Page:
By David Silver,
* Reprinted from www.ymaa.com
Qianzai Temple of Tang Village 唐村 in Boai County 博愛縣 is about 30 miles away from the present Chen Village. Recent research, based on a newly-discovered Li family history, clearly documents the events around 1650. Two Li brothers had married into the Chen family. “The Qianzai Temple 千載寺 was the birthplace of Taijiquan… Li Yuanshan described in the Preface that the Li brothers Zhong 仲, Xin 信, and their cousin Chen Wang -Ting created Taiji yangshen gong 太極養生功, or ‘the art of Taiji Cultivating Life,’ shisanshi tongbei gong 十三式通臂功, ‘the Thirteen Postures Boxing.’” (Wang Xingya)
Qianzai Temple was a synthesized Temple of Buddhism, Daoism, and Confucianism. The three studied martial arts and philosophy together, and became sworn brothers, taking the abbot Bogong Wudao 博公武道 as their master at the Taiji Gate 太極門 of Qianzai Temple. Supposedly Chen was allowed to name the art after the three sparred and their master deemed him the winner.
But, according to Li Xiangyi (and researcher Qu Jian 蘧鑒) “the art of Wuji Cultivating Life” and “the Thirteen Postures Boxing” had been created by the Qianzai Temple priest Shi Li 十力 (614-741), or Li Daozi 李道子, who mastered the Three Teachings, Qianjin yifang 千金翼方 “Revised Prescriptions Worth a Thousand Pieces of Gold,” dao yin 導引 “guiding and pulling” and tu na 吐納 “expelling the old breath and drawing the new.” Based on the stone tablet inscriptions provided in Qu’s article, Shi Li’s art emphasizes:
“Don’t be bully of futileness, the pugilism is for life and health. The softness overcomes the hardness, give up yourself and follow the opponent 勿為霸腐 拳為民生 以柔克剛 舍己從人.” (Qu Jian, 2006)
Despite this legitimate claim of a natural progression from the internal arts and old 13 Patterns to the study and development of Taijiquan at Qianzai Temple, its important to remember that already in the 4th or 5th century BC, the collected writings known as the Dao De Jing contained the words,
The soft overcomes the hard,
The yielding overcomes the strong.
And earlier in the 6th century BC, Sun Tzu wrote in the Art of War
“Water, soft, and yielding,
can move huge boulders in a mountain stream
because of the power of its strategic position and its momentum…
Sharp corners impede movement. Rounded shapes roll and flow.
Victory follows inevitably from proper strategy
and forces which then naturally follow the Dao.”
The concept of the Dao, the natural way, is here expounded upon 200 years before Buddha, and 600 years before Jesus. How old IS Taiji philosophy? The creation of the first Taiji yin/yang symbol is sometimes attributed to Zhao Huiqian (1351-1395 AD), entitled Tiandi Zhiran Hetu (Heaven and Earth’s Natural Diagram of the River). But the yin/yang is known to be far older. In 1993, the Guodian texts were discovered in a tomb in Hubei province. These are the oldest known version of the Dao De Jing, dated to the 4th or 3rd century BC, which contain much more text than the previously accepted Dao De Jing. Of the 12,072 characters written on bamboo tablets, 2,000 correspond to the present-day Dao De Jing. In fact, the name Laozi (Lao Tzu) simply means ‘old master’; this collection of text was written by an unknown author, or several, in the 4th or 5th century BC or earlier (interestingly close to the time of Buddha, Siddhartha Gautama’s attainment of enlightenment in Nepal/Ancient India). The concepts of Taiji, yin/yang, and wuji 無極 existed long before the time of Zhang, San-Feng.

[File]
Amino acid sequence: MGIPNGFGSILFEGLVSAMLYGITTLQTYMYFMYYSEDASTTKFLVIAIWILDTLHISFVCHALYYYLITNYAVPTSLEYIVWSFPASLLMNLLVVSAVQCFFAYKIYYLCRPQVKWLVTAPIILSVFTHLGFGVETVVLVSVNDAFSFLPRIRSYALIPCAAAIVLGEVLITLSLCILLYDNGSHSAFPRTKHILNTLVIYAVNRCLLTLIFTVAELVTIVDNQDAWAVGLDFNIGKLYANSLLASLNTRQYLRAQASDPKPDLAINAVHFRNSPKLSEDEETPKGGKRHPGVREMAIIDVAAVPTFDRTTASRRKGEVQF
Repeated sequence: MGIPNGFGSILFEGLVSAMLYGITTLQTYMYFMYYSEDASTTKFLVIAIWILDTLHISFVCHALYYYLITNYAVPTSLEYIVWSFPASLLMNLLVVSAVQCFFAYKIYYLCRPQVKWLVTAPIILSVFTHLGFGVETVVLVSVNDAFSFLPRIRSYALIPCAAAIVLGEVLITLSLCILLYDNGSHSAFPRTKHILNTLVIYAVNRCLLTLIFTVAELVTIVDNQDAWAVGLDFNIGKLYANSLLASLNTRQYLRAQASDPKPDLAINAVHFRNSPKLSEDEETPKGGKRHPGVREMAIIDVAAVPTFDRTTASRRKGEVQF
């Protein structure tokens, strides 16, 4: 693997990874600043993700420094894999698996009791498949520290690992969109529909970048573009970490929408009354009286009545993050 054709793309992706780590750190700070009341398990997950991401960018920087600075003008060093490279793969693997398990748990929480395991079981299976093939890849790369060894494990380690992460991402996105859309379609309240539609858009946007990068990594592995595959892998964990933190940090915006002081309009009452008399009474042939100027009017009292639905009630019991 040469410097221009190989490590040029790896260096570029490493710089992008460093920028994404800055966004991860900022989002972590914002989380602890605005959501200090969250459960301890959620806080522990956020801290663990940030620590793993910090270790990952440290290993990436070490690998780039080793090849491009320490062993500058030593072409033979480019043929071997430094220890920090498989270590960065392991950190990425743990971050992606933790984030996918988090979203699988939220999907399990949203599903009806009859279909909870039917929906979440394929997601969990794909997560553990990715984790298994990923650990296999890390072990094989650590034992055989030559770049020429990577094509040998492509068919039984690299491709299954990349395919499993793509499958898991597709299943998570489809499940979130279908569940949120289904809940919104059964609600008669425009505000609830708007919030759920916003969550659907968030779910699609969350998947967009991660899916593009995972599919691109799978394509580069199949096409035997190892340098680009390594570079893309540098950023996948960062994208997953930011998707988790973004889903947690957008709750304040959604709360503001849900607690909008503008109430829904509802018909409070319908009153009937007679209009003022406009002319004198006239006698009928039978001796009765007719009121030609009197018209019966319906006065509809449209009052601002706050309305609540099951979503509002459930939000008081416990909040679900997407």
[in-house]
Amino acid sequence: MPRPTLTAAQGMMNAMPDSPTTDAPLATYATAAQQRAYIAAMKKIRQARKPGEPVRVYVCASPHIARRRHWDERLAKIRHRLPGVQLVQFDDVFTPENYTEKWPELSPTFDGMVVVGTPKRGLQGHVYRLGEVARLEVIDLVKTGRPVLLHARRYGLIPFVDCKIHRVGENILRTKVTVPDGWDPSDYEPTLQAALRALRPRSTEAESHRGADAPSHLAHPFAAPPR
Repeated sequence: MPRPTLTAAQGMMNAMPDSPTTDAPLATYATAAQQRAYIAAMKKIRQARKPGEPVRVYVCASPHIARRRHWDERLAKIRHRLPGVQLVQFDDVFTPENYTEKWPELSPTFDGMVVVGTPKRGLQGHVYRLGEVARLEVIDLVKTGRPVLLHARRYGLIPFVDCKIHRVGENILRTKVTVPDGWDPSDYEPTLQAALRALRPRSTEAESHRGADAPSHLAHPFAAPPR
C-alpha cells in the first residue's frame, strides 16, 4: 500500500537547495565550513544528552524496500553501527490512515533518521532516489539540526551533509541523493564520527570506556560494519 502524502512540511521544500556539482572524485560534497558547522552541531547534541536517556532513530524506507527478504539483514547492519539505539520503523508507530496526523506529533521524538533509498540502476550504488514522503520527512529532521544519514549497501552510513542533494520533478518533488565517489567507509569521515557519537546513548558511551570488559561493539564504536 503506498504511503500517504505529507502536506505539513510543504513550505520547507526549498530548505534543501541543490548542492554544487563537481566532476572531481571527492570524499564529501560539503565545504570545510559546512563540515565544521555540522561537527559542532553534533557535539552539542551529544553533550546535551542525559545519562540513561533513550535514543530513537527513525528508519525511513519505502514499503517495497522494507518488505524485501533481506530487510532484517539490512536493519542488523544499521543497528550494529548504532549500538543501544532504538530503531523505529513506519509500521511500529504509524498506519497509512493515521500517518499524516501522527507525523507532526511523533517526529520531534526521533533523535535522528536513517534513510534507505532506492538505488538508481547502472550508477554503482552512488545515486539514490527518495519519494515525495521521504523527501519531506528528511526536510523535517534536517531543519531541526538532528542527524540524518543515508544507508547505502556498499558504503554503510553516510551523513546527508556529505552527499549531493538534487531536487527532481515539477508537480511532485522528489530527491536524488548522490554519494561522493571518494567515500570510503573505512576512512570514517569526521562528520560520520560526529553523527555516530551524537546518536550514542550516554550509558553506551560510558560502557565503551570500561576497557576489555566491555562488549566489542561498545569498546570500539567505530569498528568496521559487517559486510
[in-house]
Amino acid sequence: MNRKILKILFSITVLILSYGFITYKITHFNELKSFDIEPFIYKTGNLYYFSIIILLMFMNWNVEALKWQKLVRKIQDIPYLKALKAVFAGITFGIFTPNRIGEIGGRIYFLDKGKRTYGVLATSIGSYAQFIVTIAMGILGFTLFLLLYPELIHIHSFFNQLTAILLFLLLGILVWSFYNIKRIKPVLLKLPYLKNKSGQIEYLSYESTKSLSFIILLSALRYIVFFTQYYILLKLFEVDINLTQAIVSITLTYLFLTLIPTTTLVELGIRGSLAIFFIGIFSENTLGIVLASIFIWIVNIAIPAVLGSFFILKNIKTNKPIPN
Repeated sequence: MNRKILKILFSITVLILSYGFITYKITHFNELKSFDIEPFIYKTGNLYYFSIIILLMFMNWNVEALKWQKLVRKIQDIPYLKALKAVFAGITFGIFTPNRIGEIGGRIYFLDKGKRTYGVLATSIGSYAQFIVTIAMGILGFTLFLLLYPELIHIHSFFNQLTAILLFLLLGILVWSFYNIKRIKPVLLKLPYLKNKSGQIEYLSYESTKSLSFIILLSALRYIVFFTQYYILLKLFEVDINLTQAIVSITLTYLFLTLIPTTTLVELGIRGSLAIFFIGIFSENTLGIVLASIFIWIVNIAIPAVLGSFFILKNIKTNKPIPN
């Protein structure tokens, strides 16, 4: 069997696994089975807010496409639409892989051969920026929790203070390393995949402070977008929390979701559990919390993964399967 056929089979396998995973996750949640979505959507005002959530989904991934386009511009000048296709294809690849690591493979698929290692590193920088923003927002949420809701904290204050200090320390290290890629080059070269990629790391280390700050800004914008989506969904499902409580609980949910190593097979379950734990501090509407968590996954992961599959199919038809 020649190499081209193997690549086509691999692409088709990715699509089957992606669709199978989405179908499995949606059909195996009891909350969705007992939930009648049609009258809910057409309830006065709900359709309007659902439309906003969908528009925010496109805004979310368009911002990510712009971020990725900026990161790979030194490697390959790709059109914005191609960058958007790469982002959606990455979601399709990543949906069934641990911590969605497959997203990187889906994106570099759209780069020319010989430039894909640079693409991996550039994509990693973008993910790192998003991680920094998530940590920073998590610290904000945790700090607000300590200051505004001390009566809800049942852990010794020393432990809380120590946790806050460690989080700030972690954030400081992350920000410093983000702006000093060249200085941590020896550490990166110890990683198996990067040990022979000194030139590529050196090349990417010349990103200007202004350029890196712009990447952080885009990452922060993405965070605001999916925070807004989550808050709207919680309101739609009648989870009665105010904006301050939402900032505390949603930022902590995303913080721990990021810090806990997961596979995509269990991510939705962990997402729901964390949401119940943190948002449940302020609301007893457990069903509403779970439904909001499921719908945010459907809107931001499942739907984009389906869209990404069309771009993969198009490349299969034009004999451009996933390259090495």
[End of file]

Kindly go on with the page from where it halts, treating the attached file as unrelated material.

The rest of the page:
It is widely recognized that Zhang’s history has been elevated to legend as a way to assert Chinese national pride at a time when Buddhism from India/Nepal had become so widespread in Asia. Buddhism slowly entered China via the Silk Road starting in the first century, and the teaching of Bodhidharma (Da Mo) around 500 AD, the 28th patriarch of Buddhism, impacted China so deeply that at one point there were as many as 10,000 Buddhist temples across China. Daoism and Taijiquan were considered “indigenous Chinese”, and were therefore sometimes exonerated over the imported Indian Buddhism for political reasons.
At the end of China’s ‘Golden Age’, in the last century of the Tang Dynasty, the Daoist Emperor Wu Zong (born Li Yan 李 炎) deemed that Buddhism was a foreign religion that was harmful to Chinese society. He seized the assets of the wealthy Buddhist temples, closed them down, and sent the monks and nuns home to lay society. An imperial edict during the “Great Anti-Buddhist Persecution” of 842-845 stated the case against Buddhism as follows:
“…two hundred and sixty thousand five hundred monks and nuns are returning to the world, both to be received as tax paying householders. Refuges and hermitages which are destroyed number more than forty thousand…”
Simultaneously, he promoted Daoism widely, and during this period all public display of religious and martial art practice were exclusively Daoist. Buddhist practices went into hiding, or were absorbed into Daoism.
Taijiquan is closely associated with Wudang mountain, the place of Zhang’s enlightenment, because the practice of the Internal Arts as an essential aspect of Daoist study has a history at Wudang of at least 2,000 years. Large in scale and awesome in technical detail, Wudang Mountain and its Temples are the perfect metaphor for Taijiquan itself. The Wudang Mountain range in Northwest Hubei Province, which spans over 321 square kilometers, consists of 72 peaks with 72 rock temples, two dozen other architectural masterpieces, many lakes, rivers, and a beautiful forest which to this day sustains over 600 known Chinese herbs. Like Taijiquan, the Wudang complex is a monument to the great spiritual achievements of ancient Chinese culture. In ancient times, the mountain was known as Taihe Shan. In the years between the 8th and 4th centuries BC, (the Spring and Autumn Period 春秋時代), the Chu Kingdom used the Wudang Mountains to fend off the invading Qin army. The name Wudang originates from an ancient quote that describes the defensive role that the mountain served; “fei zhen wu bu zu dang zhi” means “only true martial arts can provide resistance.” Wu means “martial” and Dang means “resistance”. Even in ancient times, the martial arts of Wudang were revered.